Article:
Spring On Toast – Black Morels, Asparagus and Eggs

Also old-faithful walking onions, always the first to appear, and a handful of garlic chives, currently taking over the side bed that’s due for renewal and therefore has not been weeded at all.


Here in our part of the Hudson Valley, this year spring is on toast in more ways than one. I’m in the office with, I confess, the air conditioner on because none of the shade trees are leafed out yet and it’s 89 **!!@^%! Degrees. Same as yesterday and tomorrow and then on Tuesday it’s supposed to get hot.


The red tulips had one day! Truth. Buds cracked in the evening at bedtime on Friday, full open by noon Saturday, then exhausted by eveniing, just like the rest of us. The pink ones, admittedly, had been open for 2 days but I was rather enjoying them.

So. Looking at the forecast made this morning a nightmarish recap of fall, when you rush around picking all the flowers that will be blasted by frost.

Dad blast it! Here we go again. When the heat is this extreme, tulips, late narcissi, grape hyacinths and similar will all last longer in the house than they will outdoors. Large bunches are in the cellar, coolest spot we got.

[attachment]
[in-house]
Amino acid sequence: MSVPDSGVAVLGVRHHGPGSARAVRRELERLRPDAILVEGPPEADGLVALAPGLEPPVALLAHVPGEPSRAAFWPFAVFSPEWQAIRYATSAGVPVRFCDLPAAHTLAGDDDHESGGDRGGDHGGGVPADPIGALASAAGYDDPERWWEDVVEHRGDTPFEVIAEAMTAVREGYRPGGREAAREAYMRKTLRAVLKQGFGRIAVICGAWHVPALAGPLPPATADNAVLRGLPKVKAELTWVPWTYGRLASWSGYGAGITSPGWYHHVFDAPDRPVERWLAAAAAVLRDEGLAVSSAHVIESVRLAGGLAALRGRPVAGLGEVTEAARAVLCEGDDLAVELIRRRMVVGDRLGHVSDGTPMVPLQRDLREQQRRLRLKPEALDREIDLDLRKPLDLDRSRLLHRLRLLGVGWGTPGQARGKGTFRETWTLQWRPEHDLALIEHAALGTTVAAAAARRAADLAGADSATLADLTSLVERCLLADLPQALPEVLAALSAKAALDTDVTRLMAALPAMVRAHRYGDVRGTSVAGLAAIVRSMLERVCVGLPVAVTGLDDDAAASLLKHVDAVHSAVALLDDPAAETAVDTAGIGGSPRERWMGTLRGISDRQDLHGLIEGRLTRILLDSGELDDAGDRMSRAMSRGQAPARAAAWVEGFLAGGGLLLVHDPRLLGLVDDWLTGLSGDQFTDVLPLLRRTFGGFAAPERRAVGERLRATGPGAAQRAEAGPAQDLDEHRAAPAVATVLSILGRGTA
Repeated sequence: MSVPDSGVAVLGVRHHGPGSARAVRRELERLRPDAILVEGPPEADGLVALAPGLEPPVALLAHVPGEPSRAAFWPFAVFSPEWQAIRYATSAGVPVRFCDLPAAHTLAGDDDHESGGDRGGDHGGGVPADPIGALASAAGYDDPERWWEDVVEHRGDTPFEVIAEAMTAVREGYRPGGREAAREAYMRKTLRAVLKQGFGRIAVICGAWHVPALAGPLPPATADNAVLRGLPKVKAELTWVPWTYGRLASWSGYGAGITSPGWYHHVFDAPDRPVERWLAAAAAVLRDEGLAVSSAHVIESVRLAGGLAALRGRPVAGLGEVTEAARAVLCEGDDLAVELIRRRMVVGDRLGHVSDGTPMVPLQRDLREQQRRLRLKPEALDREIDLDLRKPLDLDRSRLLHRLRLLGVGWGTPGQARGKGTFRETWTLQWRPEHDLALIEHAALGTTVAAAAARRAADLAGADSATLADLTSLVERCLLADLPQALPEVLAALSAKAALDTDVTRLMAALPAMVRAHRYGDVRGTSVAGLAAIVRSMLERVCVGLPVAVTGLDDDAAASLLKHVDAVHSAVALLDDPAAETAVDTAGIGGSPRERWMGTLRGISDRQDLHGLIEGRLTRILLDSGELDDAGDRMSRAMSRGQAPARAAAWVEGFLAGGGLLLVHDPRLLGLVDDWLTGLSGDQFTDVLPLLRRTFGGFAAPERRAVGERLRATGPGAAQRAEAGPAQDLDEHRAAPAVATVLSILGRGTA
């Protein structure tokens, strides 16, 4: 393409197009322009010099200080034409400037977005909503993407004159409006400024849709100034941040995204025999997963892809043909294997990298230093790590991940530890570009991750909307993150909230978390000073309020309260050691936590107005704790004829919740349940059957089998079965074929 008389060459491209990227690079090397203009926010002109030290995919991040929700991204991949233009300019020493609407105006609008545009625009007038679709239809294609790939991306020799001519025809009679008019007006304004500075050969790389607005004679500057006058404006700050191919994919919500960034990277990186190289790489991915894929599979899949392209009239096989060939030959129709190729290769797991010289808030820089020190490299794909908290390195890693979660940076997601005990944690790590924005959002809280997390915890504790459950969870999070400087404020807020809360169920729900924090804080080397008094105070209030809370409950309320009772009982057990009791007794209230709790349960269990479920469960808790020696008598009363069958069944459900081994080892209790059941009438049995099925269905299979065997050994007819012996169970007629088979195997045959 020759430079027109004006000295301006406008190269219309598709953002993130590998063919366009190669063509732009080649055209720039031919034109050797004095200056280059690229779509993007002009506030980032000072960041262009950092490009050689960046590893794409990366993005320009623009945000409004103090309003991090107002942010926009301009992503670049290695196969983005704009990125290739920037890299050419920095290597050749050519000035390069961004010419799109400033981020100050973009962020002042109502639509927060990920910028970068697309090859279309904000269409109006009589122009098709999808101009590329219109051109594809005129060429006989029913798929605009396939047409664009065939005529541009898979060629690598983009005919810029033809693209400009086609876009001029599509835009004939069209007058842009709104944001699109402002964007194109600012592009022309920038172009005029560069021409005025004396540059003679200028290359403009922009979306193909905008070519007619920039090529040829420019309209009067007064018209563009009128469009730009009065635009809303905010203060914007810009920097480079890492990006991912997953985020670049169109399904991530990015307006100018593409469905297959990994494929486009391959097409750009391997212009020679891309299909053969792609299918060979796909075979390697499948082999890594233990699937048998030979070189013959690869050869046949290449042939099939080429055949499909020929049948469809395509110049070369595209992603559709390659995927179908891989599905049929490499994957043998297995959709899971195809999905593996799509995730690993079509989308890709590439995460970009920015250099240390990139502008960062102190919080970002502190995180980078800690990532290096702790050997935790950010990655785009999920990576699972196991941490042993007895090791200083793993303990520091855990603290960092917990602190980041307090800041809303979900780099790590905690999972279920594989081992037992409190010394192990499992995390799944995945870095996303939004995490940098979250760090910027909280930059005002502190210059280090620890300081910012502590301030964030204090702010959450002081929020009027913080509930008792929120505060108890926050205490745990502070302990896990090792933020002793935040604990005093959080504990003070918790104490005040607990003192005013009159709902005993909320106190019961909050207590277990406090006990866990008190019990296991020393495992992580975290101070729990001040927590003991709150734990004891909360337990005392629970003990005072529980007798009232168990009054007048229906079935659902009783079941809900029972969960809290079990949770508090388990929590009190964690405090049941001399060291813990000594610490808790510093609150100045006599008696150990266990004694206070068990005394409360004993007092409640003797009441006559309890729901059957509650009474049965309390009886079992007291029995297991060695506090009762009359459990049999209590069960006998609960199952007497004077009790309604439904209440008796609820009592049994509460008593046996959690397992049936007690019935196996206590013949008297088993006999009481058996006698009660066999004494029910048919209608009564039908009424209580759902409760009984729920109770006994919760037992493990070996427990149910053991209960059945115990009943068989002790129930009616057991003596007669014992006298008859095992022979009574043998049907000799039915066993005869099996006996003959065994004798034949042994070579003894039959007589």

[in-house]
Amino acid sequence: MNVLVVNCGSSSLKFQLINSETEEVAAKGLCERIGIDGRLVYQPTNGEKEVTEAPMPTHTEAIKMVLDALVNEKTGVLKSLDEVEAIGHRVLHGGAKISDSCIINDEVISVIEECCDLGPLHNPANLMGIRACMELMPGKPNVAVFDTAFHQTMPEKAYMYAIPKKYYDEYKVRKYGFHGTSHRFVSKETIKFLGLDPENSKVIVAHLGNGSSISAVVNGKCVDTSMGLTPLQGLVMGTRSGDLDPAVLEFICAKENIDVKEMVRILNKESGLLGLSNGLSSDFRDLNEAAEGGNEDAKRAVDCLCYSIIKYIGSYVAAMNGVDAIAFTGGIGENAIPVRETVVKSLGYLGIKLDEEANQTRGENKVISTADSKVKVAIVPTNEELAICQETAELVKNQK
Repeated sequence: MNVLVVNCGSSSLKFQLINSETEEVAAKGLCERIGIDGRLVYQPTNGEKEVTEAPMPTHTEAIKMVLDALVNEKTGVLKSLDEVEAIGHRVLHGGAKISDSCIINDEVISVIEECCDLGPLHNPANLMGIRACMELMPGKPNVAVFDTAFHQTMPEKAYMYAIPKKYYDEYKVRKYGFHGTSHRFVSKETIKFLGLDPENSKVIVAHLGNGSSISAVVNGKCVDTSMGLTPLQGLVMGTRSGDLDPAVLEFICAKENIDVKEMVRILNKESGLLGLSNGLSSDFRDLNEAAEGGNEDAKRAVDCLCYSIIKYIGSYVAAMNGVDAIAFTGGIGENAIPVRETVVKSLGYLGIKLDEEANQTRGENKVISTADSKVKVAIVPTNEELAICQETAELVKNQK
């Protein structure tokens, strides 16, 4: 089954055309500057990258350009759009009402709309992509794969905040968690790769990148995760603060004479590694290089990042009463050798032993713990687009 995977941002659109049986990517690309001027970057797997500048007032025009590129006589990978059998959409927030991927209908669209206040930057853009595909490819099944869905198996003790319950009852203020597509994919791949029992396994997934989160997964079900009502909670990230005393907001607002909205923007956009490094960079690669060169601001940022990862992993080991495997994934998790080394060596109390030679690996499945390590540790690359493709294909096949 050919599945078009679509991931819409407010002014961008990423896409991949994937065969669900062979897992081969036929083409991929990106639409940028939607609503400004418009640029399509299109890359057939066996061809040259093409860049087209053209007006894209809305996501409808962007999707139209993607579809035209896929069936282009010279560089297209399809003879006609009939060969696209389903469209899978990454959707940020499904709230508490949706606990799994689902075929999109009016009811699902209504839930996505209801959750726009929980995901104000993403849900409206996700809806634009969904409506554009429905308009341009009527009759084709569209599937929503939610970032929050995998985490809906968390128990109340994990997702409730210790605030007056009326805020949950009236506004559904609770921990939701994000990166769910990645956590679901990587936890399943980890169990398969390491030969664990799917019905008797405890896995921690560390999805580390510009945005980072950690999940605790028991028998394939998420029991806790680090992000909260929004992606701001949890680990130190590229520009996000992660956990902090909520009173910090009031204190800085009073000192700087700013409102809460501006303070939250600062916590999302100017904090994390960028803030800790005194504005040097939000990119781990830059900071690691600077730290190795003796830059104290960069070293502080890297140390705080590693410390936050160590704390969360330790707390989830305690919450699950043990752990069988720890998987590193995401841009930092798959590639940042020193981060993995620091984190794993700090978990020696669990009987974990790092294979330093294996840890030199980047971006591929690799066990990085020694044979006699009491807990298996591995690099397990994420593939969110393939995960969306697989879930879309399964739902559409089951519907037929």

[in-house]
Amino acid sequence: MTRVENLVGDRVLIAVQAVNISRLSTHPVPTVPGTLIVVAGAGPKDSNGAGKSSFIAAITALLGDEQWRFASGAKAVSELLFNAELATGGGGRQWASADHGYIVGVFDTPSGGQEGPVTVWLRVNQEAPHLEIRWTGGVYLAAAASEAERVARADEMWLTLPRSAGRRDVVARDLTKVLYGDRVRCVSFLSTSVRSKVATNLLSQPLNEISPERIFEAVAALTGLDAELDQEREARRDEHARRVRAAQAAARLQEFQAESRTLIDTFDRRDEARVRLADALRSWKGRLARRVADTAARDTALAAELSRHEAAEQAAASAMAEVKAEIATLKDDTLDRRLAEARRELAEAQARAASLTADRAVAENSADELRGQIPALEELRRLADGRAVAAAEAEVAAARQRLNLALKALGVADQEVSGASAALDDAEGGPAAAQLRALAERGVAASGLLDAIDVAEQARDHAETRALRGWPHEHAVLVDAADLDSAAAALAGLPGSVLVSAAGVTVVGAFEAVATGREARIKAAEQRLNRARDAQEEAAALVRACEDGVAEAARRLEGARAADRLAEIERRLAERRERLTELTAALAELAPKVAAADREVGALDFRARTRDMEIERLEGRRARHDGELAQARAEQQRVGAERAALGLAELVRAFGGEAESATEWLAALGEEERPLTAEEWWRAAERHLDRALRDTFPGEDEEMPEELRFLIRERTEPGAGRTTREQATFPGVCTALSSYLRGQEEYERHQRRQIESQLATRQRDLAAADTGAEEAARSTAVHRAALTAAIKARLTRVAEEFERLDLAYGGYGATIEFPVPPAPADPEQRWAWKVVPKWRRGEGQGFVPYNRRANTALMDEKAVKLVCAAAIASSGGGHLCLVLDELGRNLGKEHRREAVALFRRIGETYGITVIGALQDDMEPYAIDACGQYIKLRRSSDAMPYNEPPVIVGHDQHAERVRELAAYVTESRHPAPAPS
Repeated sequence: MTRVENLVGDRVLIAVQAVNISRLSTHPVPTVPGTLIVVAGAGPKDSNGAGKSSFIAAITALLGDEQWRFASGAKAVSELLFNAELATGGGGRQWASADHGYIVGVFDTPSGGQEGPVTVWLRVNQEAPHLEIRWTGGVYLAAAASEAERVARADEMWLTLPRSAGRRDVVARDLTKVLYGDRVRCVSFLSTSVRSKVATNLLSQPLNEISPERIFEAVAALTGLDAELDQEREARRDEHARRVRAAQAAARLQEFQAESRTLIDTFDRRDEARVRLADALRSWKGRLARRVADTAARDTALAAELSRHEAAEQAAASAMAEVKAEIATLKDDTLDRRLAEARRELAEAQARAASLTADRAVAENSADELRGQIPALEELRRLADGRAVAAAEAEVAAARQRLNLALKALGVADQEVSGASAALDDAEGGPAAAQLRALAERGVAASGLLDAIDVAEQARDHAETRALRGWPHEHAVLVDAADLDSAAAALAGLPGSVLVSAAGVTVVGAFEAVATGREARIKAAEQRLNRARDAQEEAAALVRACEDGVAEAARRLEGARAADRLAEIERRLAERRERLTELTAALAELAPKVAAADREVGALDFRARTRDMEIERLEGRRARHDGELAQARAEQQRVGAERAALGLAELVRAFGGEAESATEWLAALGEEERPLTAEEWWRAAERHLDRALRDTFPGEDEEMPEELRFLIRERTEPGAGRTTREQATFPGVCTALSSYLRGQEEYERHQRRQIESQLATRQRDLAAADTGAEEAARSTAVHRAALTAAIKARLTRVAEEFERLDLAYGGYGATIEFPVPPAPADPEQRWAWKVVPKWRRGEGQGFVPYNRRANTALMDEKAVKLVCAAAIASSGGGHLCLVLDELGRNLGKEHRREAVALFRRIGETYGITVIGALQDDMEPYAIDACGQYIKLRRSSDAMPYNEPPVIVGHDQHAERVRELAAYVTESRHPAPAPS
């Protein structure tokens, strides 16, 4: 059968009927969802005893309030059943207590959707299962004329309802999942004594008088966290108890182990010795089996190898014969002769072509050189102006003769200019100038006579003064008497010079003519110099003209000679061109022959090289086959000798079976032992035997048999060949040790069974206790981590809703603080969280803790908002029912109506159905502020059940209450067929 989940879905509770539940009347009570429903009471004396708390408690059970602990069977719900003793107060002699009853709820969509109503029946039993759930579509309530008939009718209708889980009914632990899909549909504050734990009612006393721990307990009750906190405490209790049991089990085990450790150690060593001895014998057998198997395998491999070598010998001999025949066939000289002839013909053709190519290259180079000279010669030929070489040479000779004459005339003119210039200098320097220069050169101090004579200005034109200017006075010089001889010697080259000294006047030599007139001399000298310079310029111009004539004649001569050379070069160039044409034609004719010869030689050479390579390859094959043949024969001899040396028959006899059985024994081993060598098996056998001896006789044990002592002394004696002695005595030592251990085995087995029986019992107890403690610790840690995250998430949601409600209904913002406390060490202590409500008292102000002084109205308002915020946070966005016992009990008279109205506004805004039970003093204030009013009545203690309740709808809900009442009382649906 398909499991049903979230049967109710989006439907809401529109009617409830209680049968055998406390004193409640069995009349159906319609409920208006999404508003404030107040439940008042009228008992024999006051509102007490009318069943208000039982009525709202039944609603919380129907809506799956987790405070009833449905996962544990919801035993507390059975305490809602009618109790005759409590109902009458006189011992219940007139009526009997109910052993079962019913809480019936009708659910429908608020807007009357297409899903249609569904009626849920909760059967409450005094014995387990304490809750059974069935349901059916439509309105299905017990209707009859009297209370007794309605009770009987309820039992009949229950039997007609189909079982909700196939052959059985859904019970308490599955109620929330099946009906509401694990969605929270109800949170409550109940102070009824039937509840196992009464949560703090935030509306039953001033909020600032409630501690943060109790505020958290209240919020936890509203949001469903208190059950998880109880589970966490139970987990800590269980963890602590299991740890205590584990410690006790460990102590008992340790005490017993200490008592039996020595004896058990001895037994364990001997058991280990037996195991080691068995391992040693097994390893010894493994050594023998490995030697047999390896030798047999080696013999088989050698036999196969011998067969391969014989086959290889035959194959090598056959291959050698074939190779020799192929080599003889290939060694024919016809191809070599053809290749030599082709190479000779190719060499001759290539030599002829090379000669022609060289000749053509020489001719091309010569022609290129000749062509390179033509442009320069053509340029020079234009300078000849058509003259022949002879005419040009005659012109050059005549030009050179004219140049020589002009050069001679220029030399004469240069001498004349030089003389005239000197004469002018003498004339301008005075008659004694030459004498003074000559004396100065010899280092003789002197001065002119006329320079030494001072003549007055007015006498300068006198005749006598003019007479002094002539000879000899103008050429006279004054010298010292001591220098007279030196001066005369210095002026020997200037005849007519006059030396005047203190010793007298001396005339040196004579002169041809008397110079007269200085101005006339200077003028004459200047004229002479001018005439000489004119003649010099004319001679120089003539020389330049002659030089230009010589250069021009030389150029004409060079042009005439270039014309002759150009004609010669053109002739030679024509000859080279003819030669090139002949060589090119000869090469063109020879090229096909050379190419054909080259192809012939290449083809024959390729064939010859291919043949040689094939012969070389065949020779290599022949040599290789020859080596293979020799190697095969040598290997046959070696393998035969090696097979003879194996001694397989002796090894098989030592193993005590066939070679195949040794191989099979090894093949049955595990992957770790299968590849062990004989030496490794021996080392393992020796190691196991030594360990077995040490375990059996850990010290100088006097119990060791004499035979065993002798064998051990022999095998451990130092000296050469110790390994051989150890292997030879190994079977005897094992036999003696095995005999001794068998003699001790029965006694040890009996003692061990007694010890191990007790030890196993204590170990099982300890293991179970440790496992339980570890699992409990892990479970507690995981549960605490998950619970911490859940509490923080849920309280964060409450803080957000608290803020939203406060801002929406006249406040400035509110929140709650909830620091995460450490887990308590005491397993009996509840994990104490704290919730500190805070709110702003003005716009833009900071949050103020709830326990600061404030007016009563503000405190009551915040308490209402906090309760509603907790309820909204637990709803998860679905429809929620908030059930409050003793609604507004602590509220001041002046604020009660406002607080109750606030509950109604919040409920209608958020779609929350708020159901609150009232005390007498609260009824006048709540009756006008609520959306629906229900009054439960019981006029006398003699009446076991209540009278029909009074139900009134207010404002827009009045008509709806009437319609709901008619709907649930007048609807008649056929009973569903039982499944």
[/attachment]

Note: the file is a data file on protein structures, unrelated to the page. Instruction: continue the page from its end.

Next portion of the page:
Most years, the first black morels and asparagus come before the tulips bloom, before the bleeding heart is budded up, while the grass is barely green. Bill found these – first of the season – two days ago  yesterday; no knowing how long they’ll last this year.

(He’s doing a post on Hunting Black Morels that should be coming your way shortly.)

Cooking Notes

spring supper: morels, asparagus and eggs

spring supper: morels, asparagus and eggs

*One morel per egg is enough if you gently stew pieces in a lot of butter to thoroughly flavor the fat before adding the asparagus.

*Home grown asparagus often comes in varying thicknesses. The fat pieces do take longer to cook, just enough so if you add it all at once the little ones will be overdone. Two batches is worth it, even though there’s only about a minute between them.

*Freshly-picked asparagus is tender a quite way below the snap line. Press gently with a paring knife to find the spot where the hard part starts, cut there, then use a carrot peeler to remove the tough lower skin.

*The eggs in the photo ended up a bit overcooked by the time I got done fussing with the camera. The goal is smooth and semi-solid, more like impossibly thick egg sauce than classic scrambled eggs.( That’s why the bread isn’t toasted; eggs aren’t soft enough for that. Still tasty, however.)

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